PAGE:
“I’m happy to be returning to the program for a third year, because it gives my students a chance to be a part of the entrepreneurial scene in Brooklyn, which continues to be the fastest growing tech hub in the nation. We were involved in past years with Alexapath, a startup that’s gone on to great success with a next-generation diagnostic platform that has the potential to greatly improve medical care in the developing world, and my students and I are looking forward to contributing to other new companies making a social impact. We all appreciate the unique opportunity we’re getting to carry out Tandon’s mission of creating technology that benefits the world.”
Oded Nov, Department of Technology Management and Innovation
“This is my first year as a Faculty-Engineer in Residence, and I'm looking forward to working with the Future Labs, involving my students with the start-up companies, and giving them a first-hand taste of what entrepreneurship and innovation are all about in the real world. Some of my research has involved studying social media use, urban noise pollution, and other factors that affect modern life, and I’m excited to forge partnerships that could bring world-changing solutions to market.”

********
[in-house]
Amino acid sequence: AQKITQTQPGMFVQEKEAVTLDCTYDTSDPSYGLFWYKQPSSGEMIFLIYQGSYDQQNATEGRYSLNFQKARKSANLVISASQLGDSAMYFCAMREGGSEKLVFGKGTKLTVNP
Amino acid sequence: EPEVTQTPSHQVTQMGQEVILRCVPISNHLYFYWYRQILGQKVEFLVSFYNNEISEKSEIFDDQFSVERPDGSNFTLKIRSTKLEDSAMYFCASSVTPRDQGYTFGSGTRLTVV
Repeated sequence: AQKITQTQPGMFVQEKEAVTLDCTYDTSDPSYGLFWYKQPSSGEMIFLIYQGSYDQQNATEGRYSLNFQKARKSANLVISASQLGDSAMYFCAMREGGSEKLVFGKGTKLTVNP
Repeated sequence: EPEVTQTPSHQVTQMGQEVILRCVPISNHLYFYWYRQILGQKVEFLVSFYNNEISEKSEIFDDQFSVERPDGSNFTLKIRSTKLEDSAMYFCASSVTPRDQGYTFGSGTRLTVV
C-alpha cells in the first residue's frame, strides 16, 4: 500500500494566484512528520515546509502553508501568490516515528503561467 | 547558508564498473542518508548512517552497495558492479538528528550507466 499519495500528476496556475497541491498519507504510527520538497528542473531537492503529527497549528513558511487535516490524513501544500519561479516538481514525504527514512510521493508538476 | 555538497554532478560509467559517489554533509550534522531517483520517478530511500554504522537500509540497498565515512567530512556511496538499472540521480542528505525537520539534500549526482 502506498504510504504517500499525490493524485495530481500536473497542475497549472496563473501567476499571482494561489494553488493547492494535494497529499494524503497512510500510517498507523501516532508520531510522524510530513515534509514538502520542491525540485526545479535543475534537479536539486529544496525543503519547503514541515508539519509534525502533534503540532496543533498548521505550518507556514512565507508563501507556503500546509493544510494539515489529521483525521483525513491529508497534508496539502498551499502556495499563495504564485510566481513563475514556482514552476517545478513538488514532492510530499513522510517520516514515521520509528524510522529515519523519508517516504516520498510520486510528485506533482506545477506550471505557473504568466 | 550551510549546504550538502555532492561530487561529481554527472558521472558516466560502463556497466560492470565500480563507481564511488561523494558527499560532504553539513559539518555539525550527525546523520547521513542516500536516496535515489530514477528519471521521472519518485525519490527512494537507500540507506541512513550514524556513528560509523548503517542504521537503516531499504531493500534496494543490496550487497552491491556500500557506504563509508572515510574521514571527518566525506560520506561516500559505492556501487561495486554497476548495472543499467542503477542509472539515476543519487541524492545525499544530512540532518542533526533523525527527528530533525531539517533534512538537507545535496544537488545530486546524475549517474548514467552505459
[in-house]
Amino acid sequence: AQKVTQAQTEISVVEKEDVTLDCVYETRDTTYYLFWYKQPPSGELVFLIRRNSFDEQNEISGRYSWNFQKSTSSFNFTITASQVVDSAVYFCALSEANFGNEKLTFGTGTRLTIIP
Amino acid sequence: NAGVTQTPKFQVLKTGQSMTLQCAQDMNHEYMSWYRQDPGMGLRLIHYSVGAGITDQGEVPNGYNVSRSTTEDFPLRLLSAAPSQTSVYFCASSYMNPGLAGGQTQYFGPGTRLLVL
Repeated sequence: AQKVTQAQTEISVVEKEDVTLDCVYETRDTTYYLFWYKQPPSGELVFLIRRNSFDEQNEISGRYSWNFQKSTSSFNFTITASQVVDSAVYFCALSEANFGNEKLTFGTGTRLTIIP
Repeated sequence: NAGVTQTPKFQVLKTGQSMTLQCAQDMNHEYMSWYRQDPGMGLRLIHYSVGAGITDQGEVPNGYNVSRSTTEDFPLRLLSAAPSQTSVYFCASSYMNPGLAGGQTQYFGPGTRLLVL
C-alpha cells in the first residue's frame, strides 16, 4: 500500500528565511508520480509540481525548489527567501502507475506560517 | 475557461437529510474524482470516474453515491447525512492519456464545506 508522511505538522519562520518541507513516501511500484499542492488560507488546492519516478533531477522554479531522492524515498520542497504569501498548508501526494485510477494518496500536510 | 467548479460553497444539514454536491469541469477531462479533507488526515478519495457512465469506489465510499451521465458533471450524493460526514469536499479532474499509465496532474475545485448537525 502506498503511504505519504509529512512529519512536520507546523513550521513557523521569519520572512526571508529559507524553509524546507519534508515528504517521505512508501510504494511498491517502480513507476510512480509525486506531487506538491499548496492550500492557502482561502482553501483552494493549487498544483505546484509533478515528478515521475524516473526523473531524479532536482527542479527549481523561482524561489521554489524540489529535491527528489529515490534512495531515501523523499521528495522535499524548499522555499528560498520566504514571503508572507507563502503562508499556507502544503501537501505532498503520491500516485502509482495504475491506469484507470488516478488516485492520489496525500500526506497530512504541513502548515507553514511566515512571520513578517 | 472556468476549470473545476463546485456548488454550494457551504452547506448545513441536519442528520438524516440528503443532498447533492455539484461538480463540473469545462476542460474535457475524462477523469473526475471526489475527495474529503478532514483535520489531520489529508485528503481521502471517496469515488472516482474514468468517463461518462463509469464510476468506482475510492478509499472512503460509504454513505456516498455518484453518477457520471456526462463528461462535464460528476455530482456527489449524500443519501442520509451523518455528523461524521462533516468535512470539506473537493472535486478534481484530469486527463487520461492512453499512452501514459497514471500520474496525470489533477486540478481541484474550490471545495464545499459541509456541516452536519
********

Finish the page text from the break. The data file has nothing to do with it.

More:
Ivan Selesnick, Department of Electrical and Computer Engineering
“I hope to transfer the latest research in signal processing and data analysis to commercial devices in biotechnology, green energy, and other technology. My goal is to help entrepreneurs with the computational and algorithmic aspects of their innovations.”
Mark Skwarek, Department of Technology, Culture and Society
“I work with augmented- and virtual-reality technology, and much of it is still speculative. I’m looking forward to working with Future Labs companies to show my students what’s happening with AR and VR out in the business ecosystem: how it’s being commercialized and what practical applications might be found for their own work once they are ready to move it out of the lab.”
Julian Togelius, Department of Computer Science and Engineering
“My research focuses on artificial intelligence as it pertains to game design, but AI is a growing field with utility in many different areas. You could even say there’s something of a revolution going on, so I think there will be many companies that can benefit from working with me and my students. And while video games are a perfect test-bed for AI methods, my students and I will benefit from having an expanded range of creative technology from the tenant companies to work with.”
Paul Torrens, Department of Computer Science and Engineering
“My group at NYU Tandon has always drawn on the latest developments in industry to help us find innovative solutions to the questions that we examine. Increasingly, we are adopting concepts from the startup milieu to advance our work in new ways. We are looking forward to forging formal relationships with the entrepreneurs and companies in the Urban Future Lab to weave even more synergy between academic and commercial research & development.”